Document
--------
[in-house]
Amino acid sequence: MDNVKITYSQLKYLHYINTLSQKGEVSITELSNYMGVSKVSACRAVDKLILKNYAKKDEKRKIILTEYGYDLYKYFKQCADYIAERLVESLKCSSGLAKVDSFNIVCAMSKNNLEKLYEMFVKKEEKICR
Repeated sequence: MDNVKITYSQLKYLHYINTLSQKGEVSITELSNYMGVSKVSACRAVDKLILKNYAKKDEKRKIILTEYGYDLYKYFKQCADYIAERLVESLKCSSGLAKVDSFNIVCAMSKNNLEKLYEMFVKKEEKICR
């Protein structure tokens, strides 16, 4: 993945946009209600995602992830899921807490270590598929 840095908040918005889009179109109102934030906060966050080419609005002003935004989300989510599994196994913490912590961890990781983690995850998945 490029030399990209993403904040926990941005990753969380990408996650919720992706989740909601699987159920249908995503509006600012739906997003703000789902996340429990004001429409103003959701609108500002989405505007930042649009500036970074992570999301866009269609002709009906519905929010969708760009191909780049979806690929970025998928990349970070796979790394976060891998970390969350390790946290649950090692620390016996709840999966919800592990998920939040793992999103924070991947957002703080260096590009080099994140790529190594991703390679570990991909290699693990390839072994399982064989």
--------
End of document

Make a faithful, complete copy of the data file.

[in-house]
Amino acid sequence: MDNVKITYSQLKYLHYINTLSQKGEVSITELSNYMGVSKVSACRAVDKLILKNYAKKDEKRKIILTEYGYDLYKYFKQCADYIAERLVESLKCSSGLAKVDSFNIVCAMSKNNLEKLYEMFVKKEEKICR
Repeated sequence: MDNVKITYSQLKYLHYINTLSQKGEVSITELSNYMGVSKVSACRAVDKLILKNYAKKDEKRKIILTEYGYDLYKYFKQCADYIAERLVESLKCSSGLAKVDSFNIVCAMSKNNLEKLYEMFVKKEEKICR
């Protein structure tokens, strides 16, 4: 993945946009209600995602992830899921807490270590598929 840095908040918005889009179109109102934030906060966050080419609005002003935004989300989510599994196994913490912590961890990781983690995850998945 490029030399990209993403904040926990941005990753969380990408996650919720992706989740909601699987159920249908995503509006600012739906997003703000789902996340429990004001429409103003959701609108500002989405505007930042649009500036970074992570999301866009269609002709009906519905929010969708760009191909780049979806690929970025998928990349970070796979790394976060891998970390969350390790946290649950090692620390016996709840999966919800592990998920939040793992999103924070991947957002703080260096590009080099994140790529190594991703390679570990991909290699693990390839072994399982064989």